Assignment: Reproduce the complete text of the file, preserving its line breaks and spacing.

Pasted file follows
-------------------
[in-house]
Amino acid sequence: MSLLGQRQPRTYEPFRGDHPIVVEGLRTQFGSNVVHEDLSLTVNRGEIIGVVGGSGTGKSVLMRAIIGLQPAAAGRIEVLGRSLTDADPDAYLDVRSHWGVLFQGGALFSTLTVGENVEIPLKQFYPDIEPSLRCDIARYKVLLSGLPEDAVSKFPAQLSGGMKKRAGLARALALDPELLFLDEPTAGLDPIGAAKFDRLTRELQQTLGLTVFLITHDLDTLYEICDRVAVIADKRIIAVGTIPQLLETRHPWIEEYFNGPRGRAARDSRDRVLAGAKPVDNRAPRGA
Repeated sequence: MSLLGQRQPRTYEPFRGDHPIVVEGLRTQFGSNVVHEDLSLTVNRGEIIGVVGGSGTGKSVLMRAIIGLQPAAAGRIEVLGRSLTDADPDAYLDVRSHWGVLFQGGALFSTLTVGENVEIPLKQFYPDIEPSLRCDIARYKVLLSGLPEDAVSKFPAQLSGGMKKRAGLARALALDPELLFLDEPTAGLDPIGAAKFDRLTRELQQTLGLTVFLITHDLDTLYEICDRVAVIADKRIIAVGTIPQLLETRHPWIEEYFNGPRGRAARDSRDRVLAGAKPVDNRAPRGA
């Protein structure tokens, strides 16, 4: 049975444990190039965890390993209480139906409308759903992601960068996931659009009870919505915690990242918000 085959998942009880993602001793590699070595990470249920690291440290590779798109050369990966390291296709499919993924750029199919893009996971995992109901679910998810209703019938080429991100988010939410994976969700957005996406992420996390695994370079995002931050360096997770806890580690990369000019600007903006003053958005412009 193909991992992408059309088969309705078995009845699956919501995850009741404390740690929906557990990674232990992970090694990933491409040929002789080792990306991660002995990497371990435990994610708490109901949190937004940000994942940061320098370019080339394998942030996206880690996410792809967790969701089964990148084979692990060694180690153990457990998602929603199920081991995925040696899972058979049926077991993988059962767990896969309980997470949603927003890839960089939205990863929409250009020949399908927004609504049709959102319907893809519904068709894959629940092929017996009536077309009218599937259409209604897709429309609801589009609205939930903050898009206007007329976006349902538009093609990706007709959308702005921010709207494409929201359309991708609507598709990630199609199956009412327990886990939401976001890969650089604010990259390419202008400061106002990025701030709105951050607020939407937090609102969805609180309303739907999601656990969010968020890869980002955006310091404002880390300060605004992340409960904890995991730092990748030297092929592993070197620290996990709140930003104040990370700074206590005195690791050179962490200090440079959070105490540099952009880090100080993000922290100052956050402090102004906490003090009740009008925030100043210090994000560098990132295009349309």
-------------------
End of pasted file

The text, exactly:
[in-house]
Amino acid sequence: MSLLGQRQPRTYEPFRGDHPIVVEGLRTQFGSNVVHEDLSLTVNRGEIIGVVGGSGTGKSVLMRAIIGLQPAAAGRIEVLGRSLTDADPDAYLDVRSHWGVLFQGGALFSTLTVGENVEIPLKQFYPDIEPSLRCDIARYKVLLSGLPEDAVSKFPAQLSGGMKKRAGLARALALDPELLFLDEPTAGLDPIGAAKFDRLTRELQQTLGLTVFLITHDLDTLYEICDRVAVIADKRIIAVGTIPQLLETRHPWIEEYFNGPRGRAARDSRDRVLAGAKPVDNRAPRGA
Repeated sequence: MSLLGQRQPRTYEPFRGDHPIVVEGLRTQFGSNVVHEDLSLTVNRGEIIGVVGGSGTGKSVLMRAIIGLQPAAAGRIEVLGRSLTDADPDAYLDVRSHWGVLFQGGALFSTLTVGENVEIPLKQFYPDIEPSLRCDIARYKVLLSGLPEDAVSKFPAQLSGGMKKRAGLARALALDPELLFLDEPTAGLDPIGAAKFDRLTRELQQTLGLTVFLITHDLDTLYEICDRVAVIADKRIIAVGTIPQLLETRHPWIEEYFNGPRGRAARDSRDRVLAGAKPVDNRAPRGA
């Protein structure tokens, strides 16, 4: 049975444990190039965890390993209480139906409308759903992601960068996931659009009870919505915690990242918000 085959998942009880993602001793590699070595990470249920690291440290590779798109050369990966390291296709499919993924750029199919893009996971995992109901679910998810209703019938080429991100988010939410994976969700957005996406992420996390695994370079995002931050360096997770806890580690990369000019600007903006003053958005412009 193909991992992408059309088969309705078995009845699956919501995850009741404390740690929906557990990674232990992970090694990933491409040929002789080792990306991660002995990497371990435990994610708490109901949190937004940000994942940061320098370019080339394998942030996206880690996410792809967790969701089964990148084979692990060694180690153990457990998602929603199920081991995925040696899972058979049926077991993988059962767990896969309980997470949603927003890839960089939205990863929409250009020949399908927004609504049709959102319907893809519904068709894959629940092929017996009536077309009218599937259409209604897709429309609801589009609205939930903050898009206007007329976006349902538009093609990706007709959308702005921010709207494409929201359309991708609507598709990630199609199956009412327990886990939401976001890969650089604010990259390419202008400061106002990025701030709105951050607020939407937090609102969805609180309303739907999601656990969010968020890869980002955006310091404002880390300060605004992340409960904890995991730092990748030297092929592993070197620290996990709140930003104040990370700074206590005195690791050179962490200090440079959070105490540099952009880090100080993000922290100052956050402090102004906490003090009740009008925030100043210090994000560098990132295009349309």